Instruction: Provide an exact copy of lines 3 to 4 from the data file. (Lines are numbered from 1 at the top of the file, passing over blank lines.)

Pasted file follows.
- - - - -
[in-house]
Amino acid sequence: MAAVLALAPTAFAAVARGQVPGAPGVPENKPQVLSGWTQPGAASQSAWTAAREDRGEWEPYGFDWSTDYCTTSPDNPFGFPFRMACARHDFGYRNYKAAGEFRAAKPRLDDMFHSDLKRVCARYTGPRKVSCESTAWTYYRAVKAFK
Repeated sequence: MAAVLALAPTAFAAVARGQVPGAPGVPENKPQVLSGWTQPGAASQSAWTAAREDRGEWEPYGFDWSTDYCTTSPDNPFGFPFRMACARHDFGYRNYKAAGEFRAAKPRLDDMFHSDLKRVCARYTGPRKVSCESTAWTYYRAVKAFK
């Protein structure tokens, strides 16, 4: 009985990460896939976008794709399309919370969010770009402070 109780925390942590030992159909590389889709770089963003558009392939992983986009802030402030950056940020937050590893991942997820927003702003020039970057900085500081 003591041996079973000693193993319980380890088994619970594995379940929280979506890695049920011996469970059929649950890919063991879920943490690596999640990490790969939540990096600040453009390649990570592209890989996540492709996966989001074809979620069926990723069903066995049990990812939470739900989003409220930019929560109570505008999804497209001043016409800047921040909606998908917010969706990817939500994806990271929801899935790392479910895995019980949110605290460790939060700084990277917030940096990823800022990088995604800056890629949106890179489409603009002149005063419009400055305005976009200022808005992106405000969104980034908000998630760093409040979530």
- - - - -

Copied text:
Repeated sequence: MAAVLALAPTAFAAVARGQVPGAPGVPENKPQVLSGWTQPGAASQSAWTAAREDRGEWEPYGFDWSTDYCTTSPDNPFGFPFRMACARHDFGYRNYKAAGEFRAAKPRLDDMFHSDLKRVCARYTGPRKVSCESTAWTYYRAVKAFK
């Protein structure tokens, strides 16, 4: 009985990460896939976008794709399309919370969010770009402070 109780925390942590030992159909590389889709770089963003558009392939992983986009802030402030950056940020937050590893991942997820927003702003020039970057900085500081 003591041996079973000693193993319980380890088994619970594995379940929280979506890695049920011996469970059929649950890919063991879920943490690596999640990490790969939540990096600040453009390649990570592209890989996540492709996966989001074809979620069926990723069903066995049990990812939470739900989003409220930019929560109570505008999804497209001043016409800047921040909606998908917010969706990817939500994806990271929801899935790392479910895995019980949110605290460790939060700084990277917030940096990823800022990088995604800056890629949106890179489409603009002149005063419009400055305005976009200022808005992106405000969104980034908000998630760093409040979530």